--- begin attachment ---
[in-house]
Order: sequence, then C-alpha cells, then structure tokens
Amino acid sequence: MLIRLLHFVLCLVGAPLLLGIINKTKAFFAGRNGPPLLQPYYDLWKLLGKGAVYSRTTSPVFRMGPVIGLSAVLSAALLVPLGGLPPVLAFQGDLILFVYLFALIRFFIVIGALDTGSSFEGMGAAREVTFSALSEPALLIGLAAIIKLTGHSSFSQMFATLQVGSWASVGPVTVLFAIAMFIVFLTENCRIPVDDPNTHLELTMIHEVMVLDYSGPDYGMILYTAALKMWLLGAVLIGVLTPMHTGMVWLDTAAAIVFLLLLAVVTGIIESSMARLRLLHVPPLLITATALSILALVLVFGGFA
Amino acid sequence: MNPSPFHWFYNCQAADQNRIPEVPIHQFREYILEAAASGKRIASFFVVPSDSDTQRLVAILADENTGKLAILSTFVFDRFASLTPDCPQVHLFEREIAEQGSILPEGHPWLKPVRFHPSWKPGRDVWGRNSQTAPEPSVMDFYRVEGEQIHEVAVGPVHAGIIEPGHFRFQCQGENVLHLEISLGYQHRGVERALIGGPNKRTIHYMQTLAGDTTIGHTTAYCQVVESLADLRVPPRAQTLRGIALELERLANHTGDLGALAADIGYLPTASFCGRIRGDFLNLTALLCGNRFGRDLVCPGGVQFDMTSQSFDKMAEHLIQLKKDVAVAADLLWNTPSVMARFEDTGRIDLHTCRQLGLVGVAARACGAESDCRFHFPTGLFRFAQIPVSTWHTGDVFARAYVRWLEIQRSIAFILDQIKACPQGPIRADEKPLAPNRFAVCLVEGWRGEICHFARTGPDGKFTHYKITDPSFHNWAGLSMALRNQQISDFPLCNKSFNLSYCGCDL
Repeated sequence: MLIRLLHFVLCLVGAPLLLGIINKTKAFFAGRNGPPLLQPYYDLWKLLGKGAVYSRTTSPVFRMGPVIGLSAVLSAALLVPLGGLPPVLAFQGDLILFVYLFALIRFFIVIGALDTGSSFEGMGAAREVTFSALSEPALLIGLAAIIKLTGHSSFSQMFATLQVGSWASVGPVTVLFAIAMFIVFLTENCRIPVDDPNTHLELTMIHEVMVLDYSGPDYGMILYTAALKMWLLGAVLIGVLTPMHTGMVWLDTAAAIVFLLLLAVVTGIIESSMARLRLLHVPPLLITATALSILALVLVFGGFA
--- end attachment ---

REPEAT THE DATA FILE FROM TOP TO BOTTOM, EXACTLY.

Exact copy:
[in-house]
Order: sequence, then C-alpha cells, then structure tokens
Amino acid sequence: MLIRLLHFVLCLVGAPLLLGIINKTKAFFAGRNGPPLLQPYYDLWKLLGKGAVYSRTTSPVFRMGPVIGLSAVLSAALLVPLGGLPPVLAFQGDLILFVYLFALIRFFIVIGALDTGSSFEGMGAAREVTFSALSEPALLIGLAAIIKLTGHSSFSQMFATLQVGSWASVGPVTVLFAIAMFIVFLTENCRIPVDDPNTHLELTMIHEVMVLDYSGPDYGMILYTAALKMWLLGAVLIGVLTPMHTGMVWLDTAAAIVFLLLLAVVTGIIESSMARLRLLHVPPLLITATALSILALVLVFGGFA
Amino acid sequence: MNPSPFHWFYNCQAADQNRIPEVPIHQFREYILEAAASGKRIASFFVVPSDSDTQRLVAILADENTGKLAILSTFVFDRFASLTPDCPQVHLFEREIAEQGSILPEGHPWLKPVRFHPSWKPGRDVWGRNSQTAPEPSVMDFYRVEGEQIHEVAVGPVHAGIIEPGHFRFQCQGENVLHLEISLGYQHRGVERALIGGPNKRTIHYMQTLAGDTTIGHTTAYCQVVESLADLRVPPRAQTLRGIALELERLANHTGDLGALAADIGYLPTASFCGRIRGDFLNLTALLCGNRFGRDLVCPGGVQFDMTSQSFDKMAEHLIQLKKDVAVAADLLWNTPSVMARFEDTGRIDLHTCRQLGLVGVAARACGAESDCRFHFPTGLFRFAQIPVSTWHTGDVFARAYVRWLEIQRSIAFILDQIKACPQGPIRADEKPLAPNRFAVCLVEGWRGEICHFARTGPDGKFTHYKITDPSFHNWAGLSMALRNQQISDFPLCNKSFNLSYCGCDL
Repeated sequence: MLIRLLHFVLCLVGAPLLLGIINKTKAFFAGRNGPPLLQPYYDLWKLLGKGAVYSRTTSPVFRMGPVIGLSAVLSAALLVPLGGLPPVLAFQGDLILFVYLFALIRFFIVIGALDTGSSFEGMGAAREVTFSALSEPALLIGLAAIIKLTGHSSFSQMFATLQVGSWASVGPVTVLFAIAMFIVFLTENCRIPVDDPNTHLELTMIHEVMVLDYSGPDYGMILYTAALKMWLLGAVLIGVLTPMHTGMVWLDTAAAIVFLLLLAVVTGIIESSMARLRLLHVPPLLITATALSILALVLVFGGFA